References are useful in lots of places, sometimes even in structs, but use in structs is relatively rare:

  • You might want a struct to hold some 'static references, but it’s a special case since it’s limited to compile-time data or you have to leak memory.
  • You might want to create complex view of some temporary data, e.g. you want to implement a hash join of items from a couple of slices. But in such cases often tuples are used instead.

To be clear, I’m not saying not to use references in structs. Just as a rule of the thumb, if you’re a beginner and not sure which one to use, it’s more likely that owned version is the one you want.


lazy_static can generate runtime 'static values.

References in structs are very common - in fact, most people use them everyday: any non-consuming iterator will have references.

So it’s really about using the right tool for the job - they can’t be compared in the abstract.


You’re right, Iterator structs are a great exception to this.

Lazy static indeed isn’t compile-time, but you’re still left with a constant for the lifetime of the program, so it’s not very different in my view (and if you use lazy static with interior mutability, you could as well use Rc/Arc).


Throw closures in there, although compiler does the desugaring :slight_smile:. This will also include generators and async/await based futures. Parsers would be another example although not as widely used as iterators. They (and other types like them) all have a couple of key things in common:

  1. typically very short lived (i.e. mostly stack based)
  2. provide some transformation/utility over data, but aren’t owning the data.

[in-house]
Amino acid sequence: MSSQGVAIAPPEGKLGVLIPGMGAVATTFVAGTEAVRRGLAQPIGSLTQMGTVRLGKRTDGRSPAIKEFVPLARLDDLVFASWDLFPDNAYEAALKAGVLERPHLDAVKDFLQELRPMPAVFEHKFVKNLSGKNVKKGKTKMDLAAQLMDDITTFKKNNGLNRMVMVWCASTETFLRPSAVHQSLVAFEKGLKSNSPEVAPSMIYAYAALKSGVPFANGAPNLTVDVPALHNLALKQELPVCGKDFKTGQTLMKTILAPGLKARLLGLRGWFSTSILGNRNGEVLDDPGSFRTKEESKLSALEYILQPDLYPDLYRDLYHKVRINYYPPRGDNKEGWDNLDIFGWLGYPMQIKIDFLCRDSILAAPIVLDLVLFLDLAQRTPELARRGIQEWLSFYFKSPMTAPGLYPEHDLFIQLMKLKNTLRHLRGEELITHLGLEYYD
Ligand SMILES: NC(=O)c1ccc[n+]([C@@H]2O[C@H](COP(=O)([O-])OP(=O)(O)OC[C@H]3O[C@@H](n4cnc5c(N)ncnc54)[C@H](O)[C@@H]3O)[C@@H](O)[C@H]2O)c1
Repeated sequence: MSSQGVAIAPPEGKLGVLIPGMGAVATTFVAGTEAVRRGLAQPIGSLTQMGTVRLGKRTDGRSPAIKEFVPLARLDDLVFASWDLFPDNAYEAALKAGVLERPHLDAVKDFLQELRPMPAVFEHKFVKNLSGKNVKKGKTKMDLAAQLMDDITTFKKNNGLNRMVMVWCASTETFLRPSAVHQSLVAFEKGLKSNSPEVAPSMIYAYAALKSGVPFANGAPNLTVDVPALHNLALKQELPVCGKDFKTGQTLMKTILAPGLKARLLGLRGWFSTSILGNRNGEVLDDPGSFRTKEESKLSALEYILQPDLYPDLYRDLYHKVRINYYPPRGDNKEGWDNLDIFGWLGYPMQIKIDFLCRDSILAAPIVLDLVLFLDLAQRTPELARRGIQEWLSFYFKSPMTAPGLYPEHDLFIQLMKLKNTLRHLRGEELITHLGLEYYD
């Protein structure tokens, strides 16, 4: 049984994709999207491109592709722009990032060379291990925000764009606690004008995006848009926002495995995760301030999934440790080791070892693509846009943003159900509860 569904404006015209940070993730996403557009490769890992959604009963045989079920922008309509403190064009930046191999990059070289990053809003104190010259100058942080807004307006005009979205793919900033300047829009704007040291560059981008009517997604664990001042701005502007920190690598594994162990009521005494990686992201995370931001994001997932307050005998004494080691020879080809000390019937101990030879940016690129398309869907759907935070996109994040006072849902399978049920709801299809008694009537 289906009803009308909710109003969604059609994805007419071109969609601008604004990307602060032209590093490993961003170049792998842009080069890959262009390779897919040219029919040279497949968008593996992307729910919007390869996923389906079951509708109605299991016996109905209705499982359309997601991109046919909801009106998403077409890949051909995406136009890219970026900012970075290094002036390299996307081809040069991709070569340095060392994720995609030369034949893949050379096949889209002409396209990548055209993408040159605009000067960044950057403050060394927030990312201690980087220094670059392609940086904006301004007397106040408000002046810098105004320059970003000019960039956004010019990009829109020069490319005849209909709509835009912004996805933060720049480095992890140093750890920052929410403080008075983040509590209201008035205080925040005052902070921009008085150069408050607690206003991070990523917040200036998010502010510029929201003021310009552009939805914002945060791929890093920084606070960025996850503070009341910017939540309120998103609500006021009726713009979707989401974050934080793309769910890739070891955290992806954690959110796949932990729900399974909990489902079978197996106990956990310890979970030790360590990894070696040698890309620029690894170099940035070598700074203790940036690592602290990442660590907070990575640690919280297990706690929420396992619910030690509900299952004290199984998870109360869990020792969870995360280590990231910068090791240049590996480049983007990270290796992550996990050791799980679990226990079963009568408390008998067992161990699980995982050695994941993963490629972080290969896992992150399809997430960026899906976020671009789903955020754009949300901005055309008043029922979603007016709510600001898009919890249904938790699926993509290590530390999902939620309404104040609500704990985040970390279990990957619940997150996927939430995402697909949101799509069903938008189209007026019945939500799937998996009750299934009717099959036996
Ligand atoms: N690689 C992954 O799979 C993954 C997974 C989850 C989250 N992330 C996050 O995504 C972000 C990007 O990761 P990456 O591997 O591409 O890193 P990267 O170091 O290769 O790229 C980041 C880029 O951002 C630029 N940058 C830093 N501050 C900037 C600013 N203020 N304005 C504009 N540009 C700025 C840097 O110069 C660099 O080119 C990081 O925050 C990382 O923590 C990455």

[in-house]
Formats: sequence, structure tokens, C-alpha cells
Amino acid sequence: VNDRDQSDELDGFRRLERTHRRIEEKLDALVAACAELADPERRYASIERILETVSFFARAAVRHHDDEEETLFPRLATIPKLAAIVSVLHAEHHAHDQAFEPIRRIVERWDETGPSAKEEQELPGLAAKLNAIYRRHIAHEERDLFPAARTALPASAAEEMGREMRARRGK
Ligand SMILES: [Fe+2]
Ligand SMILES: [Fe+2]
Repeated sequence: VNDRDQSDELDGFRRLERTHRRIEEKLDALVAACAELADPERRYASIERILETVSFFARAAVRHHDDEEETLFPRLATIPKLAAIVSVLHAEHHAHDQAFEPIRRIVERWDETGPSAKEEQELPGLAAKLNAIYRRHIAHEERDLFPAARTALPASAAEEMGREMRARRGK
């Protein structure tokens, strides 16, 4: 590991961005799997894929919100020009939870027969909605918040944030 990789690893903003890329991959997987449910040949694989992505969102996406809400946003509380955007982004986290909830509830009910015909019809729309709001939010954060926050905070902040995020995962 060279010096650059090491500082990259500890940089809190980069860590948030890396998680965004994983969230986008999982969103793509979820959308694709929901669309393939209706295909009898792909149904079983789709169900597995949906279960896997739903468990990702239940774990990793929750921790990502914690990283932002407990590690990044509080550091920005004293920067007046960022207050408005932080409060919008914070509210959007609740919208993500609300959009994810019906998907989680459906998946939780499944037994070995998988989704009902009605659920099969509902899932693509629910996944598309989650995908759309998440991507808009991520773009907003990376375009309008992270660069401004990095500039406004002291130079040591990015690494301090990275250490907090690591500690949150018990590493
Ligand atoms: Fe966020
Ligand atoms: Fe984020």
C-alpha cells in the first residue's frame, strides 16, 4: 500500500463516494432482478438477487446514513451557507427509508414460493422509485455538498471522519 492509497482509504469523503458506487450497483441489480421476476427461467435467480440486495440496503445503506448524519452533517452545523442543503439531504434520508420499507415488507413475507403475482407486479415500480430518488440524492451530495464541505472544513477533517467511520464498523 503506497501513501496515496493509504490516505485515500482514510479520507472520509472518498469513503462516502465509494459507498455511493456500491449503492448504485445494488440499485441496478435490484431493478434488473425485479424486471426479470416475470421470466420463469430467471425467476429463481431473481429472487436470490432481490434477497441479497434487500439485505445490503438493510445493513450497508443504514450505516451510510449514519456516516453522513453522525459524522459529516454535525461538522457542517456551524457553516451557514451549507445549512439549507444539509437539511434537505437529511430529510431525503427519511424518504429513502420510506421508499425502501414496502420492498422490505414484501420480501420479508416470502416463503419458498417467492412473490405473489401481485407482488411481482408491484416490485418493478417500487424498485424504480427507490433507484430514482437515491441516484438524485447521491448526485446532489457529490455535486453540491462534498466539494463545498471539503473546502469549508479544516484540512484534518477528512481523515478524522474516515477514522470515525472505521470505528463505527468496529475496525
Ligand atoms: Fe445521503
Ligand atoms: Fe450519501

Yeah, I just wanted to point out that it’s not just compile time constants or leaked values. Once const eval gets richer, I suspect there will be more capability (although similar to lazy_static in principle - “forever” values).


When I say struct I mean only cases where user types the word struct, so closures, and all other cases of some structured data in memory, don’t count :slight_smile:


Blockquote The borrow-checker does push you do think about data flow, it forces you to structure code a certain way.

Thank you. That is why I thought I would ask about structure design up front.



What about http://immutable.rs? Will it be a suitable use case to store the data immutably here?


If you’re concerned about unnecessary copies and performance it probably doesn’t make sense to use immutable data structures.

Most immutable data structures work by essentially creating reference-counted linked lists. This sort of thing isn’t great because there’s so much pointer chasing (cache misses, etc) and you have the extra overhead of an atomic integer and a pointer for every item in the collection.

That said, immutable data structures are pretty awesome in other languages. They’re not as necessary in Rust because everything is immutable by default and it’s not possibly to have multiple mutable references.